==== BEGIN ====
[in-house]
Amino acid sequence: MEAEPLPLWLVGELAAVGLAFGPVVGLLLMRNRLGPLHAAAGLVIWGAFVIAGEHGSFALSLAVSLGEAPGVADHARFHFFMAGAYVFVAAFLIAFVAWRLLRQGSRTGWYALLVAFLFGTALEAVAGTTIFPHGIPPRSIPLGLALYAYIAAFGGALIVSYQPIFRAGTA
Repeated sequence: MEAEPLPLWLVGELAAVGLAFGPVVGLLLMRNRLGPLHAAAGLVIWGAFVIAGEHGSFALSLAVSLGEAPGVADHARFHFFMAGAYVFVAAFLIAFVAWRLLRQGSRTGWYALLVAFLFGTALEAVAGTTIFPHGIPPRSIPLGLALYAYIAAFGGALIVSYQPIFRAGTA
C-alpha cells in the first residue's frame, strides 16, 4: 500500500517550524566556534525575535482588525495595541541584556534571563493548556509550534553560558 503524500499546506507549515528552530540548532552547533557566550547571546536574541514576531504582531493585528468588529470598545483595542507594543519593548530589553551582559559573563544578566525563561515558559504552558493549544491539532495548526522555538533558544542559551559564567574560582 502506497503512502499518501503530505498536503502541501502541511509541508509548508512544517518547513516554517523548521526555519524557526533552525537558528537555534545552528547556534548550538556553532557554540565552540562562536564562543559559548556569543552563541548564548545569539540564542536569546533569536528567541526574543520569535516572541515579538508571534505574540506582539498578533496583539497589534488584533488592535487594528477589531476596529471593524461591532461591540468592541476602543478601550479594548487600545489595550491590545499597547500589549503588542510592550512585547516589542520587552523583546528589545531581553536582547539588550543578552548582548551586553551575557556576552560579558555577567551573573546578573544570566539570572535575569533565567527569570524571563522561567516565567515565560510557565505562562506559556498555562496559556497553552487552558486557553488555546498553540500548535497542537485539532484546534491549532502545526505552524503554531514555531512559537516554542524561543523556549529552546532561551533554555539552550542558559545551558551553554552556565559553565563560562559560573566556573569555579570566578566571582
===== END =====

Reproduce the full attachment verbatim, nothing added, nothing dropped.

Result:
[in-house]
Amino acid sequence: MEAEPLPLWLVGELAAVGLAFGPVVGLLLMRNRLGPLHAAAGLVIWGAFVIAGEHGSFALSLAVSLGEAPGVADHARFHFFMAGAYVFVAAFLIAFVAWRLLRQGSRTGWYALLVAFLFGTALEAVAGTTIFPHGIPPRSIPLGLALYAYIAAFGGALIVSYQPIFRAGTA
Repeated sequence: MEAEPLPLWLVGELAAVGLAFGPVVGLLLMRNRLGPLHAAAGLVIWGAFVIAGEHGSFALSLAVSLGEAPGVADHARFHFFMAGAYVFVAAFLIAFVAWRLLRQGSRTGWYALLVAFLFGTALEAVAGTTIFPHGIPPRSIPLGLALYAYIAAFGGALIVSYQPIFRAGTA
C-alpha cells in the first residue's frame, strides 16, 4: 500500500517550524566556534525575535482588525495595541541584556534571563493548556509550534553560558 503524500499546506507549515528552530540548532552547533557566550547571546536574541514576531504582531493585528468588529470598545483595542507594543519593548530589553551582559559573563544578566525563561515558559504552558493549544491539532495548526522555538533558544542559551559564567574560582 502506497503512502499518501503530505498536503502541501502541511509541508509548508512544517518547513516554517523548521526555519524557526533552525537558528537555534545552528547556534548550538556553532557554540565552540562562536564562543559559548556569543552563541548564548545569539540564542536569546533569536528567541526574543520569535516572541515579538508571534505574540506582539498578533496583539497589534488584533488592535487594528477589531476596529471593524461591532461591540468592541476602543478601550479594548487600545489595550491590545499597547500589549503588542510592550512585547516589542520587552523583546528589545531581553536582547539588550543578552548582548551586553551575557556576552560579558555577567551573573546578573544570566539570572535575569533565567527569570524571563522561567516565567515565560510557565505562562506559556498555562496559556497553552487552558486557553488555546498553540500548535497542537485539532484546534491549532502545526505552524503554531514555531512559537516554542524561543523556549529552546532561551533554555539552550542558559545551558551553554552556565559553565563560562559560573566556573569555579570566578566571582